April 19, 2007
Wireless sensors from ShotSpotter placed in high-crime metro areas can tell cops immediately when gunfire occurs.
Northern California-based ShotSpotter, the world's leading developer of gunshot location technology, recently announced the release of an upgrade to its highly effective weapons-fire detection system, ShotSpotter Gunshot Location System (GLS). Release 5.0 includes a new mobile version (PSC Mobile) of ShotSpotter's Public Safety Console (PSC) that provides real-time updates on gunshot events, including "dot on the map" incident details with visual and audio alerts for officers and medical personnel in the field.
The system is used domestically by police departments (and other first responders) in large and small cities to quickly and accurately detect gunshots as they occur. By deploying sensors throughout a coverage area, ShotSpotter puts accurate information immediately into the hands of police. Rather than depending on good Samaritans or victims to phone 911 in the minutes or hours following shots fired, police can be fed accurate data about the time, exact location, and situational details -- including video -- surrounding a gunfire incident.
"Because people in areas with frequent gun violence are afraid to call in, or they are immune to the sound of shots, less than 50% nationally get reported to police," says Gregg Rowland, senior vice president at ShotSpotter. "We give police information that they didn't have before; now they get all the gunshots fired in the city. Citizens are not trained observers. They may hear the echo off a building, or they may hear it from one direction when it came from another. The call may come in five to ten minutes after the event happens and send first responders on wild goose chases; first responders can't figure out where it came from, and they get there too late to render any aid, or to get any witnesses, or to get forensic information. We present gunshot information to them within 10 to 15 seconds. Officers sometimes arrive while the shooting is still going on. They can render aid to individuals, get video, identify witnesses, and get evidence left behind by the shooter, which is better for criminal prosecution."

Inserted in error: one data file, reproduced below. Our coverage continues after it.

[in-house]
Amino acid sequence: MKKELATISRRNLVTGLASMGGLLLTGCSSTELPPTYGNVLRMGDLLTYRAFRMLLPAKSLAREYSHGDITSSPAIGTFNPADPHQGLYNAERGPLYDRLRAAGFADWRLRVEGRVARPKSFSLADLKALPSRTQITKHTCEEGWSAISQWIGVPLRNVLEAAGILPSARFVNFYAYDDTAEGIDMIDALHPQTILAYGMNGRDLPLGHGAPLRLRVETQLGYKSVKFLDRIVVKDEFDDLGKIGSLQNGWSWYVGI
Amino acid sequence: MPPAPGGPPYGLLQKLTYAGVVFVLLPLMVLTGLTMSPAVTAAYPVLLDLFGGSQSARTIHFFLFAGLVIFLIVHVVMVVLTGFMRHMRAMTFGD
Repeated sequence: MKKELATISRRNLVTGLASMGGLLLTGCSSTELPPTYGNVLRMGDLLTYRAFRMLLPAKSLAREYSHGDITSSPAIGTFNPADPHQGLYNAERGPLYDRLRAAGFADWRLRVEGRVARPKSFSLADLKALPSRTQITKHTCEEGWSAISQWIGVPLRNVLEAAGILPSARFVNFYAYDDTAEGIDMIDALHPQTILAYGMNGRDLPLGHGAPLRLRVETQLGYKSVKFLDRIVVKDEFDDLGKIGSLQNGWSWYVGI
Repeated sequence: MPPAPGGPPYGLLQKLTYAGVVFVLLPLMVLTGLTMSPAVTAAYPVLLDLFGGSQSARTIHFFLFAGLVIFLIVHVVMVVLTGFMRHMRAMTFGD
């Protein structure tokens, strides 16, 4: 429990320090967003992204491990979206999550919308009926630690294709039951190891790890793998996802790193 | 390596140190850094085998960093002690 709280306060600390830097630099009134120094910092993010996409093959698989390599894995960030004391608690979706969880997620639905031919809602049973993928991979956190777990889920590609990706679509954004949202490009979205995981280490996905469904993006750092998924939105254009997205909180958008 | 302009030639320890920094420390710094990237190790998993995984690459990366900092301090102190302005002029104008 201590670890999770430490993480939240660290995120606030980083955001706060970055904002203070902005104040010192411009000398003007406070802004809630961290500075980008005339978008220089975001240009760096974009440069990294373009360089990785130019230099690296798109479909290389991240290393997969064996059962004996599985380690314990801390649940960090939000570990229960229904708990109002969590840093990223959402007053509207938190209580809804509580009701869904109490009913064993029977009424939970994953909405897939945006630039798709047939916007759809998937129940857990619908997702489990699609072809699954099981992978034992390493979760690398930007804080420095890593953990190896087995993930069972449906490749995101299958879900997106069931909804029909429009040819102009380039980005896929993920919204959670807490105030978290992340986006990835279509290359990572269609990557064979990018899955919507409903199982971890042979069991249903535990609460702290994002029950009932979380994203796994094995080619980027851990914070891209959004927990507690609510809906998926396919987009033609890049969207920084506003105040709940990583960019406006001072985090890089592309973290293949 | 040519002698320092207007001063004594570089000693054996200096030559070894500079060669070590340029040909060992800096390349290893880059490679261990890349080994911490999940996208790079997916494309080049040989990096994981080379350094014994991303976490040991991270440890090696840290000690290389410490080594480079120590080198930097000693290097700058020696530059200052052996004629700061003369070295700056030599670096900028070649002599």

"There is a deterrence factor," says Rowland. "Cities tell you that once they make a few arrests due to it and they announce it publicly, that deterrence factor is huge and has been a good bit of the impact in reducing violent crime in the cities where it's installed. The gang members do bravado shooting, just to make themselves known -- those, and gang-style murders, don't happen in ShotSpotter cities any more."
Wireless sensors are at the heart of the ShotSpotter system, and Release 5.0 adds mobile sensors for individuals and vehicles.
"We have highly portable sensors to be mounted on officers, soldiers, SWAT teams, etc., so it's people moving around," Rowland says. "It took the ability to use prolific wireless networks to make this happen. We need good coverage. By having all this good wireless technology out there, we can build these small, portable, compact sensors."